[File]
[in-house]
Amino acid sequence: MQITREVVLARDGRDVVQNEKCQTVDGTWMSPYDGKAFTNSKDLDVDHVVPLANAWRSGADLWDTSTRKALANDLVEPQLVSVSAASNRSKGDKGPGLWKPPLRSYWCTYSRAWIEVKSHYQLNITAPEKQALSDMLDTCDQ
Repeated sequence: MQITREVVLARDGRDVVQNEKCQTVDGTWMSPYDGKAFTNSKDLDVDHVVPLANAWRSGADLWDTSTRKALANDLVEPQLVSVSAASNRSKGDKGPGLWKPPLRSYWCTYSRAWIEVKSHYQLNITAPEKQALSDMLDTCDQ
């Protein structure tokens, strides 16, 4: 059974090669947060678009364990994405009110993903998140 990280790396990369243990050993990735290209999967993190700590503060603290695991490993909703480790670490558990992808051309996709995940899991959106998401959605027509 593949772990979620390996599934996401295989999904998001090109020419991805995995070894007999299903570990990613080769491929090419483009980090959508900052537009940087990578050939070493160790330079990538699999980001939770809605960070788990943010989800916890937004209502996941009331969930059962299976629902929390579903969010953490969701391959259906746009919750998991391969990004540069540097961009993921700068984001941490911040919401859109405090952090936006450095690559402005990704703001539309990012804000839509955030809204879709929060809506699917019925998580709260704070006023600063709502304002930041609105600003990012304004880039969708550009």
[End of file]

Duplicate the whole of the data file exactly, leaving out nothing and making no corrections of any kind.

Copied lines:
[in-house]
Amino acid sequence: MQITREVVLARDGRDVVQNEKCQTVDGTWMSPYDGKAFTNSKDLDVDHVVPLANAWRSGADLWDTSTRKALANDLVEPQLVSVSAASNRSKGDKGPGLWKPPLRSYWCTYSRAWIEVKSHYQLNITAPEKQALSDMLDTCDQ
Repeated sequence: MQITREVVLARDGRDVVQNEKCQTVDGTWMSPYDGKAFTNSKDLDVDHVVPLANAWRSGADLWDTSTRKALANDLVEPQLVSVSAASNRSKGDKGPGLWKPPLRSYWCTYSRAWIEVKSHYQLNITAPEKQALSDMLDTCDQ
């Protein structure tokens, strides 16, 4: 059974090669947060678009364990994405009110993903998140 990280790396990369243990050993990735290209999967993190700590503060603290695991490993909703480790670490558990992808051309996709995940899991959106998401959605027509 593949772990979620390996599934996401295989999904998001090109020419991805995995070894007999299903570990990613080769491929090419483009980090959508900052537009940087990578050939070493160790330079990538699999980001939770809605960070788990943010989800916890937004209502996941009331969930059962299976629902929390579903969010953490969701391959259906746009919750998991391969990004540069540097961009993921700068984001941490911040919401859109405090952090936006450095690559402005990704703001539309990012804000839509955030809204879709929060809506699917019925998580709260704070006023600063709502304002930041609105600003990012304004880039969708550009």